Our Monthly Prayer Meeting in the Office (the 3rd Wednesday in every month, at 7 o'clock) is assuming a more lively and earnest character, and the hope is cherished that, ere long, prayer meetings may exist among the Jews themselves.

We now invite attention to the following extracts from recent intelli. gence. We should be glad, if space allowed, to present information of a


similar character from the records of kindred societies, who are working with us to the same results in dependance on the same Spirit. Grace and peace be with them all.

BRESLAU. Mr. SCHWARTZ narrates an affecting instance in which the Jewish missionary appears to have been the minister of saving mercy to a Gentile physician just before he entered an eternal world :

My illness, a few years ago, brought occasion to visit him, but felt no in. me in contact with a medical man who clination to ge, for fear of disturbing attended me,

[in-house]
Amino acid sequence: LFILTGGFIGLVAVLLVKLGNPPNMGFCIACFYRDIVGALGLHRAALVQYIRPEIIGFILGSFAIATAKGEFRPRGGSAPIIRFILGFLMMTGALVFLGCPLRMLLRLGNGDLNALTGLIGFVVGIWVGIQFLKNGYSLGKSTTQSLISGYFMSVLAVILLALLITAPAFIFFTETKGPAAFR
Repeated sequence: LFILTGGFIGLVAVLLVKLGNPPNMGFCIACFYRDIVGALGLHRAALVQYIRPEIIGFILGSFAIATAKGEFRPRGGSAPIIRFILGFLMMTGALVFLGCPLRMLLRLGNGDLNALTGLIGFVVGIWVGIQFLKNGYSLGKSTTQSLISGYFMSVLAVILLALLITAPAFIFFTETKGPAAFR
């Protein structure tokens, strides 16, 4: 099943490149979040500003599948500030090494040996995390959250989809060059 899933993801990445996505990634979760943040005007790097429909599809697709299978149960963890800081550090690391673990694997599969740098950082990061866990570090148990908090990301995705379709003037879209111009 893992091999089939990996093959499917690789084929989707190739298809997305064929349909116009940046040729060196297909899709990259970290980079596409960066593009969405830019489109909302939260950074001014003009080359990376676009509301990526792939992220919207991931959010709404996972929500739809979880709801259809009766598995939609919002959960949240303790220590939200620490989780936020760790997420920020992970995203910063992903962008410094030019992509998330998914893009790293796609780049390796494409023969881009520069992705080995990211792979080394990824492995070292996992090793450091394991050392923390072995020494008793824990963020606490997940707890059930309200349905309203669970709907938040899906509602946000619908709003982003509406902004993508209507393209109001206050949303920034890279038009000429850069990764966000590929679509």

and to whom, under God, him, but Mrs. Schwartz persuaded me, I owed my speedy recovery. Ever and wished likewise to accompany me, since that time, he felt exceedingly but gave no particular cause why she attached to us, and he never missed an almost insisted, and we went. When opportunity, when time allowed, to have we arrived there we found him in bed, friendly intercourse with us. I soon and he was complaining of pain in his learnt how to value his friendship, as he heart, and found some difficuliy in was a'man of the highest honour ; but breathing. I treated it lightly, and my feelings were distressed when I thought it arose from a cold, especially found that he entertained infidel views, as it was only the day before that he and, moreover, belonged to the Romish was taken ill. But he seemed to entercommunity. In the course of time, tain different views. I spent at his bedhowever, (as he was a man of can- side about an hour, spoke to him of the dour, who loved truth, and as his fleeting days of our lives, directed his infidelity proceeded mostly from the attention to eternity, and prayed with abuses and idolatry of the Catholic him for his recovery. He was still very Church,) I found means to lead his mind lively, and upon my leaving him, begged away from that unhallowed channel, to me soon to return again, which I also the pure fountain of Truth, opened by promised. Little did I, or he, think the Saviour in the New Testament, and that this was to be our last meeting on I had, by the grace of God, the satisfac- this earth; for when I saw him again tion to find that the seed of the Gospel he was a corpse. On the Lord's day did not fall upon barren soil, but pro- morning I received the overwhelming mised to bring forth fruit ripe for and affecting intelligence that my dear eternal salvation. Some time since, I and most valued friend Dr. was presented him with a Bible, on his